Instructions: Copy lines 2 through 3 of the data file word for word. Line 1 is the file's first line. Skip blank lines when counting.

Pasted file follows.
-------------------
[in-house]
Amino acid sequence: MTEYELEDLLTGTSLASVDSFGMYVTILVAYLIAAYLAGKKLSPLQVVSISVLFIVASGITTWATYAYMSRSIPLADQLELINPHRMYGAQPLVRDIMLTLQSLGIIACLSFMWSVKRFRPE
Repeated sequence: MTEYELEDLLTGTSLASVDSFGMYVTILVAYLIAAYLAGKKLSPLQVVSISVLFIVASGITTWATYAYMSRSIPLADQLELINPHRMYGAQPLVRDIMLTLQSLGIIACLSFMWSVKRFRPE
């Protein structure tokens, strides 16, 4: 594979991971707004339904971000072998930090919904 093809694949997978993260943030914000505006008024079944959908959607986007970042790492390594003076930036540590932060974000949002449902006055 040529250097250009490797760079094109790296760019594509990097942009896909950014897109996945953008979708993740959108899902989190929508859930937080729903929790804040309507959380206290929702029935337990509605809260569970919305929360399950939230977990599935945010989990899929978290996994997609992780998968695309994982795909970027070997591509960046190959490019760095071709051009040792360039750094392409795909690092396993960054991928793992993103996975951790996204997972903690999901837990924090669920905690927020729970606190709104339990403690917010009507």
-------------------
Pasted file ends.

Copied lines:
Amino acid sequence: MTEYELEDLLTGTSLASVDSFGMYVTILVAYLIAAYLAGKKLSPLQVVSISVLFIVASGITTWATYAYMSRSIPLADQLELINPHRMYGAQPLVRDIMLTLQSLGIIACLSFMWSVKRFRPE
Repeated sequence: MTEYELEDLLTGTSLASVDSFGMYVTILVAYLIAAYLAGKKLSPLQVVSISVLFIVASGITTWATYAYMSRSIPLADQLELINPHRMYGAQPLVRDIMLTLQSLGIIACLSFMWSVKRFRPE